Automation and use of Artificial Intelligence is on the rise giving many cause for concern about the future of their jobs.
Google, one of the fastest advancing pioneers of these technologies knows this, and they want to help.
Won’t leave you high and dry
Google recently announced a $50 million dollar initiative to “study and prepare for the changing nature of work,” to help more people find jobs. It’s a noble effort, because Google knows that college isn’t for everyone, and there aren’t enough modernized resources currently available to steer jobseekers in the right direction.
The fresh cash is going to be doled out to non-profit groups and other organizations that offer skills-training and support for low-wage workers.
First in the US and Europe in a two-year commitment. With a rapidly evolving job market, Google hopes to provide those looking for jobs the ability to not only find them but to sustain them as well.
Google laid out three key points from their announcement in which they feel the grants will help:
Better connect jobseekers with jobs
The grants are being provided to non-profits who do innovative work to help connect jobseekers with employers. Some of the recipients of the grants are Code for America and Bayes Impact in France; both of which are developing technologies to make job searching easier, as well as recommendations and tips for job seekers to “improve their job search strategy.”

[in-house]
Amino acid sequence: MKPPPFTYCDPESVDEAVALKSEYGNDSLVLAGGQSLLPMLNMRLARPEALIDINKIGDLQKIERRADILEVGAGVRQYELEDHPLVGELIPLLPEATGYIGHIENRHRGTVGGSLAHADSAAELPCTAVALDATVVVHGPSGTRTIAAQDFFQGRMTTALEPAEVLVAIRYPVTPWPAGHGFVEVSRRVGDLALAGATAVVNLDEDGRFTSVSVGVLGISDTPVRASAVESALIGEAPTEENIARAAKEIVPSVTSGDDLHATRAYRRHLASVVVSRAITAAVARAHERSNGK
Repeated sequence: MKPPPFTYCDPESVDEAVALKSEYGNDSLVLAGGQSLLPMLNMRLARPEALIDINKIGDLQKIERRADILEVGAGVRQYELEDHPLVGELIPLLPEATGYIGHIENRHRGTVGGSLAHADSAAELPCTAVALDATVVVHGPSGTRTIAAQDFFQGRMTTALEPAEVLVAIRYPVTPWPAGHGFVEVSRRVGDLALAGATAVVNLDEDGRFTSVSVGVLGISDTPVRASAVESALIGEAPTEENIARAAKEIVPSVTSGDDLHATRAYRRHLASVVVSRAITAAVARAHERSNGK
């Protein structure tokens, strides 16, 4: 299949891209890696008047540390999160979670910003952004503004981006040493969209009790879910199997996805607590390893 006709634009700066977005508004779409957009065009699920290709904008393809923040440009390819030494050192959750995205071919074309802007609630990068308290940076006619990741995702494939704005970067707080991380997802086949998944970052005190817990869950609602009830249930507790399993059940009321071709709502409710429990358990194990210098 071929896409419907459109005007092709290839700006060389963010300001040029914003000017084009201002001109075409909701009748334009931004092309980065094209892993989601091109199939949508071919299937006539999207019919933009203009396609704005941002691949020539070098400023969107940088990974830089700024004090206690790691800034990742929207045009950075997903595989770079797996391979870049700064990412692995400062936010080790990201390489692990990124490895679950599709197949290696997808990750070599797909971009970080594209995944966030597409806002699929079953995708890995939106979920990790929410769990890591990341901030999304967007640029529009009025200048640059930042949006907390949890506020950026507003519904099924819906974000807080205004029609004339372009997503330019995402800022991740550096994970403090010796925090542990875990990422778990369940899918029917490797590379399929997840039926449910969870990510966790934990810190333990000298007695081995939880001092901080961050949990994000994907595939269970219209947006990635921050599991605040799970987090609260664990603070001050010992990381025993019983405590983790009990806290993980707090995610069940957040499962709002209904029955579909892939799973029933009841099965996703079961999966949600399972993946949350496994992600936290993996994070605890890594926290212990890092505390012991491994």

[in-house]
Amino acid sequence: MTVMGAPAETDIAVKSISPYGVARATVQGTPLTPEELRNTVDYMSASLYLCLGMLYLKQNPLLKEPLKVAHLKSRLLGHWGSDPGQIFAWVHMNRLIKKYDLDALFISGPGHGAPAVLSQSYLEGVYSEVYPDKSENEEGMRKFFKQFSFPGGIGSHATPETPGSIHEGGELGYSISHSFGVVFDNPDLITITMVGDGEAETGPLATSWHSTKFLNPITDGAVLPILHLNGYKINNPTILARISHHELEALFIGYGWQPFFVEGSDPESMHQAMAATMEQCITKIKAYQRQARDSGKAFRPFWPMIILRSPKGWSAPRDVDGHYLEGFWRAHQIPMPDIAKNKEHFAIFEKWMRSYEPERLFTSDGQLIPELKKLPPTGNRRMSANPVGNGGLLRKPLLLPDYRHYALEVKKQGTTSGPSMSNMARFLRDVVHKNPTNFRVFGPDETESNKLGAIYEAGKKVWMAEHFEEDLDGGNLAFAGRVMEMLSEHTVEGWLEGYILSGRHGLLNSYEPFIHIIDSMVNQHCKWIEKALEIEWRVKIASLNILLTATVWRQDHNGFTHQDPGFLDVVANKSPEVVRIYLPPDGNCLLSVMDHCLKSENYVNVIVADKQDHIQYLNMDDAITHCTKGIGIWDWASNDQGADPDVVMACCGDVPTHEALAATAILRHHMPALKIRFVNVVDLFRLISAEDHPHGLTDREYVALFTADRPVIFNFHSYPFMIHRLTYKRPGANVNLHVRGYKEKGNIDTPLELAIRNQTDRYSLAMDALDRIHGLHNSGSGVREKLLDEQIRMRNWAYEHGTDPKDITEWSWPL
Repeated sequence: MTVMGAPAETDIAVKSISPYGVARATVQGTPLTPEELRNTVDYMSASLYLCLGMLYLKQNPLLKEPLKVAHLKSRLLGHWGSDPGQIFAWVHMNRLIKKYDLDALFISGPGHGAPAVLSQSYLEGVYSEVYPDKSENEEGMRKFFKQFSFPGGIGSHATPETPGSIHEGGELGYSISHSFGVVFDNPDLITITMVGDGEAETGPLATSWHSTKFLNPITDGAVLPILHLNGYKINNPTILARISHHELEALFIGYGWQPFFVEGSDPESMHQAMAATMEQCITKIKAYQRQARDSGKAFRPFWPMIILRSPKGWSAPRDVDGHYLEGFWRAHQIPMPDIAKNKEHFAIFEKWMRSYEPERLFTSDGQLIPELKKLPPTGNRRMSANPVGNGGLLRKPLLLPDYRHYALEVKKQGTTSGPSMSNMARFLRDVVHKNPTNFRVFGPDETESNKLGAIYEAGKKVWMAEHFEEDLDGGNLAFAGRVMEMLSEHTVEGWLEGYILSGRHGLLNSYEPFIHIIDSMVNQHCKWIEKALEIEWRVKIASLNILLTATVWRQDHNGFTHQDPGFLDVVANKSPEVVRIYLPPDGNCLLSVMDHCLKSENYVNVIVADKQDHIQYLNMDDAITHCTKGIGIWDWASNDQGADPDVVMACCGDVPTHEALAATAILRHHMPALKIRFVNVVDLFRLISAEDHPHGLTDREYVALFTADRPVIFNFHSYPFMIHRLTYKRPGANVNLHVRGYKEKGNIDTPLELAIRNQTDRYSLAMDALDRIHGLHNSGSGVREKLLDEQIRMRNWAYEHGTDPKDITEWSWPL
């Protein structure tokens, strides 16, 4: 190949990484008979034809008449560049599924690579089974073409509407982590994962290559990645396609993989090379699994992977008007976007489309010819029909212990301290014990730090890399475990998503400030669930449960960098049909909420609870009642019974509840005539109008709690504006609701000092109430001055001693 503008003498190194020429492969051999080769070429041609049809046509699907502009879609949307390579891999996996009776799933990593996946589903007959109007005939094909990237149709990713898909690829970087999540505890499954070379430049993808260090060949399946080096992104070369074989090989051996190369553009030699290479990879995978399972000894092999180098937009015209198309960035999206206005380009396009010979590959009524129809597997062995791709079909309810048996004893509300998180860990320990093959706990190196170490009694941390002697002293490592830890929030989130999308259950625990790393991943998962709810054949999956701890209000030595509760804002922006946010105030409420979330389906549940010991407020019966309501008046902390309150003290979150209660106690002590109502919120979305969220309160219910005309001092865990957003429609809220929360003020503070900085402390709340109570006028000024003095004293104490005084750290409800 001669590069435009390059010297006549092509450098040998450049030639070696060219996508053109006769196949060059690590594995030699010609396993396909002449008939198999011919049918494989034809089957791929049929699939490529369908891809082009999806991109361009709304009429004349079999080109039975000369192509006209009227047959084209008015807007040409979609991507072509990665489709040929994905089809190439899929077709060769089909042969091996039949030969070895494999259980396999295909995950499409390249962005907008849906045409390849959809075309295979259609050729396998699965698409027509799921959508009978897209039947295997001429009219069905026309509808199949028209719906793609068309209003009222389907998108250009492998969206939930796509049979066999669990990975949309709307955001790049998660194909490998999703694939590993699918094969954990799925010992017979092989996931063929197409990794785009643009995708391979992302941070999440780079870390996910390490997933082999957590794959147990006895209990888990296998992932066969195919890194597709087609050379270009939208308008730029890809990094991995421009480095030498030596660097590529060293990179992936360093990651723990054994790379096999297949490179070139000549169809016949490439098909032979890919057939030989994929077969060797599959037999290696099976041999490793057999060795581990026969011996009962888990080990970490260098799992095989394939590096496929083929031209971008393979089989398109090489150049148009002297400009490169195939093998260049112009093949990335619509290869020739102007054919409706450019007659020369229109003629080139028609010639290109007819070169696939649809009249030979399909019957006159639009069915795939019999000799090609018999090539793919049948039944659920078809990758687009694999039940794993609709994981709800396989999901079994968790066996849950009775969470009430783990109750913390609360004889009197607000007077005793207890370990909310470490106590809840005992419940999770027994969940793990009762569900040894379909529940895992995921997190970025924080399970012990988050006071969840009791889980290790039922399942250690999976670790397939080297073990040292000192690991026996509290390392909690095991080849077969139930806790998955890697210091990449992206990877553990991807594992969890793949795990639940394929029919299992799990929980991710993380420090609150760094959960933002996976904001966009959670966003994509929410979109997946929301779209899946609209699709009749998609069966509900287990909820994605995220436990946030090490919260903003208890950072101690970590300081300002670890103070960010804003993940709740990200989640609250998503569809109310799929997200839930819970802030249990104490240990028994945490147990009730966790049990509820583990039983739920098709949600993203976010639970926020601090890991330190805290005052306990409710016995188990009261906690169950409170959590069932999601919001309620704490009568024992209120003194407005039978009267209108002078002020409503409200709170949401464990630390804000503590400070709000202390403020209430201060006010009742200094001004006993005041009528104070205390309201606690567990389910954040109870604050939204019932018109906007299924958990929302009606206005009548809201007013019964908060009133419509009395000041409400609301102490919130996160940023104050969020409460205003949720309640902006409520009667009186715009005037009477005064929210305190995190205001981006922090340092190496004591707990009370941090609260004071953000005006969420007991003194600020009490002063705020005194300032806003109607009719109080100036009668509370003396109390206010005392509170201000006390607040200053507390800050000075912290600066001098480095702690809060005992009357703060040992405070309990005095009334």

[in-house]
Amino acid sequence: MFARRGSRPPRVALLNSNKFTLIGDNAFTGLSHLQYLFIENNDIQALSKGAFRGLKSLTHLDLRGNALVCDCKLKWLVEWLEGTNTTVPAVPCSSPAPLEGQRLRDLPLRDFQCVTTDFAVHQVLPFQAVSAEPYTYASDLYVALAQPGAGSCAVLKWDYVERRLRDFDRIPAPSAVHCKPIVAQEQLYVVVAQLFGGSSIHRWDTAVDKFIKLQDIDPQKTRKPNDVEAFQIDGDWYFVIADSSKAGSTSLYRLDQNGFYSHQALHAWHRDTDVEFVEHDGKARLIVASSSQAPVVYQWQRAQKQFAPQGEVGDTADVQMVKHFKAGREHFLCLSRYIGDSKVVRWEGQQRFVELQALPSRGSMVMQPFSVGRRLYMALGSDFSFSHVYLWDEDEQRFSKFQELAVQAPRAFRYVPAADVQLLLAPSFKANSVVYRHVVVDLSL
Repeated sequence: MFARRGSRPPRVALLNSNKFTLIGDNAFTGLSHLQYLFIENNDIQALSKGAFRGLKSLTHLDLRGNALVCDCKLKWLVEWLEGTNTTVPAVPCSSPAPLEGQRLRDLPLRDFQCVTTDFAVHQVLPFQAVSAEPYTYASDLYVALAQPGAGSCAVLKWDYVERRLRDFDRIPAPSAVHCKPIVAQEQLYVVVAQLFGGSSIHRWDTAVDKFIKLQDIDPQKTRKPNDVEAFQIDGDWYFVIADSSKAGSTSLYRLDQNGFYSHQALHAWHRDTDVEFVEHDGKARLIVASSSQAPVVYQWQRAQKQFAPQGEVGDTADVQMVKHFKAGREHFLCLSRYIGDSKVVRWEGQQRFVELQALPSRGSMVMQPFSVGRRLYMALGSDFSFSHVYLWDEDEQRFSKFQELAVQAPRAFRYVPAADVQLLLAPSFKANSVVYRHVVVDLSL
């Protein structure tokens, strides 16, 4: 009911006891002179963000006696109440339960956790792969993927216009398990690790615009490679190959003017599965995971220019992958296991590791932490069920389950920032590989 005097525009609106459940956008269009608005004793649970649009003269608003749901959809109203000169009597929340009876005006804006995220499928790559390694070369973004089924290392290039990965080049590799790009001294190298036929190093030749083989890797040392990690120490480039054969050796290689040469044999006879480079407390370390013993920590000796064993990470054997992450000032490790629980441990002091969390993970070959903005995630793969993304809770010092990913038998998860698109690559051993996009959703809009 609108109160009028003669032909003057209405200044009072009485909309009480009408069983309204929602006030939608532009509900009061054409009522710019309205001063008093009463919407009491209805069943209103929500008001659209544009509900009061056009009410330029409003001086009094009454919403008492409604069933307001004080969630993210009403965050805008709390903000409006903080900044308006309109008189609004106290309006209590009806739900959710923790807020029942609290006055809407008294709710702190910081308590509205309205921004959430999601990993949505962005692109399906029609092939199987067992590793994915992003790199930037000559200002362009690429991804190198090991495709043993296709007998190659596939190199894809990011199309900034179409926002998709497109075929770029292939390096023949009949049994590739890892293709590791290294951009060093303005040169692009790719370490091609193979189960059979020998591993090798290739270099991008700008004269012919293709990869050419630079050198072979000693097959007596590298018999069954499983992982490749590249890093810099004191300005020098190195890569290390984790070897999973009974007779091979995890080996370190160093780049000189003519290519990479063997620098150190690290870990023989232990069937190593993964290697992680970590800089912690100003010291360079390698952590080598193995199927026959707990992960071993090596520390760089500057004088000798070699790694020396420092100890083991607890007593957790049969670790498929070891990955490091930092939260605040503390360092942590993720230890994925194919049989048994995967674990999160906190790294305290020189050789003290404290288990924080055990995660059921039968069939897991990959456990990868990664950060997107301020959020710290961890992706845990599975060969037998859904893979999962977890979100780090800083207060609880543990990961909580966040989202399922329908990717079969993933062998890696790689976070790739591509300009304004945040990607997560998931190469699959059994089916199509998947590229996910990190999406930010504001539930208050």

Help ensure training is as effective and as wide-reaching as possible
Some of the funds will be spent on research identifying how skills-training programs compare and which offer the most current and relevant information necessary for the jobs of the future.
Improving job quality for low-wage workers
With service jobs becoming one of the fastest growing job markets, workers are finding it difficult to find support traditionally offered at larger corporations. One of their grantees, the National Domestic Workers Alliance, has a service called Alia that allows the deposit of small amounts of money that will be paid out to the worker in case they are sick or injured. In a gig economy you don’t get vacation or sick days, so a little extra help to avoid financial insecurities can make a huge difference.
Committed to helping
Google didn’t specify exactly which tech transformations would be displacing workers first, but they did acknowledge that “more than a third of jobs are likely to require skills that are uncommon in today’s workforce,” so I can only help they’ve got some master plan in the works.